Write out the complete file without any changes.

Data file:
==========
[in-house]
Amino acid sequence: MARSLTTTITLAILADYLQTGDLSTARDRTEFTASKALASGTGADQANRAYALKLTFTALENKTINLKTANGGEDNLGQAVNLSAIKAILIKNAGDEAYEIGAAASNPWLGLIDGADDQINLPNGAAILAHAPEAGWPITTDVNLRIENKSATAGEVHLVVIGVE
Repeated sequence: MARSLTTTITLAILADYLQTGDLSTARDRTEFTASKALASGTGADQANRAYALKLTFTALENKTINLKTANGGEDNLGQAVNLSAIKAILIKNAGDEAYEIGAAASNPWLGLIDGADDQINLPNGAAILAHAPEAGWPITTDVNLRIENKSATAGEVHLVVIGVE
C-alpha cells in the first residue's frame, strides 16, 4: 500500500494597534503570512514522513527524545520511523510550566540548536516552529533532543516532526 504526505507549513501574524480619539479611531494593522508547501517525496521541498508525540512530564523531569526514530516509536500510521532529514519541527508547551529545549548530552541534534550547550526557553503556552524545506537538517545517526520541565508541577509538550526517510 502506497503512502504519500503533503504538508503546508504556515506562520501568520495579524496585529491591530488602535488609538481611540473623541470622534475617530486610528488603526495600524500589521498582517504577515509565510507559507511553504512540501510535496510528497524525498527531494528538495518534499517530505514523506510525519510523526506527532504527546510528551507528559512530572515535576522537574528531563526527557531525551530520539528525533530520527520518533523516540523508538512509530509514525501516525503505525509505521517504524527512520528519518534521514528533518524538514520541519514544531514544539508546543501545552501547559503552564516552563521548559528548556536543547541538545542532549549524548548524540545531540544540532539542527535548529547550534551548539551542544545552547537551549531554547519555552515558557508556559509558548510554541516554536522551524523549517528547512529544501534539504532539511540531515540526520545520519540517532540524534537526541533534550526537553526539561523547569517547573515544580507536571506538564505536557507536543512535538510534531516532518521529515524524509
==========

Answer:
[in-house]
Amino acid sequence: MARSLTTTITLAILADYLQTGDLSTARDRTEFTASKALASGTGADQANRAYALKLTFTALENKTINLKTANGGEDNLGQAVNLSAIKAILIKNAGDEAYEIGAAASNPWLGLIDGADDQINLPNGAAILAHAPEAGWPITTDVNLRIENKSATAGEVHLVVIGVE
Repeated sequence: MARSLTTTITLAILADYLQTGDLSTARDRTEFTASKALASGTGADQANRAYALKLTFTALENKTINLKTANGGEDNLGQAVNLSAIKAILIKNAGDEAYEIGAAASNPWLGLIDGADDQINLPNGAAILAHAPEAGWPITTDVNLRIENKSATAGEVHLVVIGVE
C-alpha cells in the first residue's frame, strides 16, 4: 500500500494597534503570512514522513527524545520511523510550566540548536516552529533532543516532526 504526505507549513501574524480619539479611531494593522508547501517525496521541498508525540512530564523531569526514530516509536500510521532529514519541527508547551529545549548530552541534534550547550526557553503556552524545506537538517545517526520541565508541577509538550526517510 502506497503512502504519500503533503504538508503546508504556515506562520501568520495579524496585529491591530488602535488609538481611540473623541470622534475617530486610528488603526495600524500589521498582517504577515509565510507559507511553504512540501510535496510528497524525498527531494528538495518534499517530505514523506510525519510523526506527532504527546510528551507528559512530572515535576522537574528531563526527557531525551530520539528525533530520527520518533523516540523508538512509530509514525501516525503505525509505521517504524527512520528519518534521514528533518524538514520541519514544531514544539508546543501545552501547559503552564516552563521548559528548556536543547541538545542532549549524548548524540545531540544540532539542527535548529547550534551548539551542544545552547537551549531554547519555552515558557508556559509558548510554541516554536522551524523549517528547512529544501534539504532539511540531515540526520545520519540517532540524534537526541533534550526537553526539561523547569517547573515544580507536571506538564505536557507536543512535538510534531516532518521529515524524509